Robot Arm C

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Re: Robot Arm C

Post by illusionist » March 2nd, 2012, 2:34 pm

I have to agree that there is no need for expensive equipment, such as those 300 dollar kits. I'm just saying that more teams prefer to use kits. It's not that people think it's too expensive. Personally, I would love to learn the electronics for the arm, but I'd rather spend time working on the current arm than learning/researching and then implementing. I usually save the learning stuff like this for the summer. Just my two cents.

As for revisions, the D battery is something that will definitely be a little difficult. Perhaps something like a pea instead. I remember in Robo Cross, there were coins we had to pick up. They didn't require any special equipment, just a couple pieces of cardboard taped to the end of the gripper that allowed it to slide under the coin.
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Re: Robot Arm C

Post by GoldenKnight1 » March 2nd, 2012, 5:33 pm

chalker wrote:
wlsguy wrote: All schools should be able to compete at a similar level with a reasonable amount of money.
Science Olympaid should be more about effort and less about $$$$.
As the comments have shown, for some reason teams aren't wanting to put in a ton of effort on the design. It amazes me that certain people will become essentially materials sciences experts for events like helicopters, but don't want to do rather basic electronics stuff for robot arm.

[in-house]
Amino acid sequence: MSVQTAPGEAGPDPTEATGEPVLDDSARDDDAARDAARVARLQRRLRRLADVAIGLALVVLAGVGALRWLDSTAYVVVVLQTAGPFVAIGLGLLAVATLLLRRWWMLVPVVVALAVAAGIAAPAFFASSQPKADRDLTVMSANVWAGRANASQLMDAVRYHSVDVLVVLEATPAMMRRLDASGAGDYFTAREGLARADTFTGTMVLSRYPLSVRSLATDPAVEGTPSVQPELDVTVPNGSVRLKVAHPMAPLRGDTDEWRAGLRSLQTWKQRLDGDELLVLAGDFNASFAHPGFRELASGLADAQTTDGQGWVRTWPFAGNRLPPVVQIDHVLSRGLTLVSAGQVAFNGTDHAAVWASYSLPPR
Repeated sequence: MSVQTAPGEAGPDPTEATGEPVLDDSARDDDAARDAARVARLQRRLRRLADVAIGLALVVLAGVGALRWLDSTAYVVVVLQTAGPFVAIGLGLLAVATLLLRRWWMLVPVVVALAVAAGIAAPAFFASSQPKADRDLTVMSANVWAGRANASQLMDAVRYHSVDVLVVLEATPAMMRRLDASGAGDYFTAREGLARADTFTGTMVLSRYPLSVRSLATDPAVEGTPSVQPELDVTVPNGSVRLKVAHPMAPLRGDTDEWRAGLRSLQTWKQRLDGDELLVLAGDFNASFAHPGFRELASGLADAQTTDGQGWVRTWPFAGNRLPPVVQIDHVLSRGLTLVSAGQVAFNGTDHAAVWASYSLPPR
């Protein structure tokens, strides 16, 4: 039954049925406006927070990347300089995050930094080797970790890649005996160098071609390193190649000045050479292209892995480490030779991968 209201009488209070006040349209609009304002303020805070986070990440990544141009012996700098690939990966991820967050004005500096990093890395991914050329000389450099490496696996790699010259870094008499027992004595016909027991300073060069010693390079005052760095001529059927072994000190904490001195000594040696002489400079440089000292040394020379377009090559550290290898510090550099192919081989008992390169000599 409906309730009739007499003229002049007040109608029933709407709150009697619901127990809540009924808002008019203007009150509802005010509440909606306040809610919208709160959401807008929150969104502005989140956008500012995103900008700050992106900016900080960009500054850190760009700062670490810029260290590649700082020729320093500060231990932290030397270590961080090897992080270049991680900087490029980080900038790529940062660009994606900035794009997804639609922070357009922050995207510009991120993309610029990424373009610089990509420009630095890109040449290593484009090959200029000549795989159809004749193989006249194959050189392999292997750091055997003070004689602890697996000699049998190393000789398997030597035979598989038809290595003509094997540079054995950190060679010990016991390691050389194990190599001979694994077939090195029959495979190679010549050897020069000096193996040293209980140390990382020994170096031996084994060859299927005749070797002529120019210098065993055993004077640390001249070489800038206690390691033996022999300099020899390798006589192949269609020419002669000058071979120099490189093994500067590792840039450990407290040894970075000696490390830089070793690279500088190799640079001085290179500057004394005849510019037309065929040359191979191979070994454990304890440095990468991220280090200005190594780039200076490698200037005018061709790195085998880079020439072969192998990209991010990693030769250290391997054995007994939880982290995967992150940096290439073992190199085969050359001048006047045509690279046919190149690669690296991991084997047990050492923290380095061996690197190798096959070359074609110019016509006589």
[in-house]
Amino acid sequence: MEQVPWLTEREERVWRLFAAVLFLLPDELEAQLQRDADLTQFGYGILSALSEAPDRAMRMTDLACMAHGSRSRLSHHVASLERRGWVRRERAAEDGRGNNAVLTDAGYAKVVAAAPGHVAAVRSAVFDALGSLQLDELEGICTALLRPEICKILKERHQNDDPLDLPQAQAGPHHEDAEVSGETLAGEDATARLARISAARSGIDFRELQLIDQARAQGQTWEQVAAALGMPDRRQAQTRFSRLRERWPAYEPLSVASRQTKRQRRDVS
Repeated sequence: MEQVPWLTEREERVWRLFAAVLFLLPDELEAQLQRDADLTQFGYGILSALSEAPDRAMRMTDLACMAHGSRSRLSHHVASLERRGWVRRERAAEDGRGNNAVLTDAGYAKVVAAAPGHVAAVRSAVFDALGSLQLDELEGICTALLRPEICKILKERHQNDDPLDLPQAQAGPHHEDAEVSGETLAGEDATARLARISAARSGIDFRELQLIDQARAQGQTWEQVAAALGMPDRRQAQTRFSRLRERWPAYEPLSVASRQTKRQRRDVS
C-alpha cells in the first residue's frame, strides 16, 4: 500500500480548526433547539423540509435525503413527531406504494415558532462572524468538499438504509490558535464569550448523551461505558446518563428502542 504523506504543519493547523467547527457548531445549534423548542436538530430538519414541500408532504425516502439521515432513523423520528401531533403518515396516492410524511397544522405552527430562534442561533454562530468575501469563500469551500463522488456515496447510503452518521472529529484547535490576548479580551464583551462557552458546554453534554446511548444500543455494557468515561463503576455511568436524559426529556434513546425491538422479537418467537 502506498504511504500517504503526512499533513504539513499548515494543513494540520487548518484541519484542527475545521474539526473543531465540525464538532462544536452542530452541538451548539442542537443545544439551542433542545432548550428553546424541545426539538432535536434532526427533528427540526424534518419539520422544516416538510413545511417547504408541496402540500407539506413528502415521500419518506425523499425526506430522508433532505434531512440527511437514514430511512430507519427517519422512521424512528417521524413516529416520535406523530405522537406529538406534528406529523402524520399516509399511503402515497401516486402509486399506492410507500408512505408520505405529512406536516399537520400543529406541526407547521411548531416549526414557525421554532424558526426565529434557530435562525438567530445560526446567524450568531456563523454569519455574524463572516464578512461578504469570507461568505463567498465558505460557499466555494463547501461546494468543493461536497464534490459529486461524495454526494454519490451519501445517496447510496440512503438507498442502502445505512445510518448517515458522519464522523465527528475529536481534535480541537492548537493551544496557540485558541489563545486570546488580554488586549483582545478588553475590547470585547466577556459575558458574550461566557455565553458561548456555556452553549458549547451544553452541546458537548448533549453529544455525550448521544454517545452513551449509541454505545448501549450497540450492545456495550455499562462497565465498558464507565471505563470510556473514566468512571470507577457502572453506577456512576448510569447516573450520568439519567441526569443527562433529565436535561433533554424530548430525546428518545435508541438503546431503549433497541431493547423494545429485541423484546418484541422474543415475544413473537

illusionist wrote:Just my personal experience-

... Also, I have very little experience with the electronic (control) aspect of robotics, and so trying to build a system from scratch using some transmitter I found online with motors, which I don't know if they'll even work with my transmitter, was somewhat of a daunting task. So chalker(7), the issue isn't (in my eyes) that teams want something that they can snap together using someone else's engineering or designs, but rather that we don't know how to work with the electronics. Thus, our team ended up using Vex electronics with our own hardware.
I agree with Chalker here. Yes, my kids and I did not come into this event with a degree in circuits or engineering but because of this event we have all learned a lot, but we did start in October. They took the time to do research, look at what others had built from scratch, looked and equipment specs and reviews, and have come out of it with a rather competitive robot. Our lack of knowledge, while making this challenging, I think is part of the point. We want to expose these students to science and engineering. I doubt most of the students that start studying Disease Detectives are already knowledgeable about what the CDC does, but they learn it. I think every coach has experienced the kind of feelings towards certain events like Illusionist is stating. We all have our field of expertise and when we need to help students in event that we are less comfortable it can be a challenge for us to. So I don't think that "they don't know electronics" is any more valid of an argument than me saying "I don't know enough about Biology so can we please get rid of Microbe Mission."

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Re: Robot Arm C

Post by mrsteven » March 2nd, 2012, 5:50 pm

Ill throw a different view point here:
I actually do know alot about circuits, engineering, programming and this type of deal.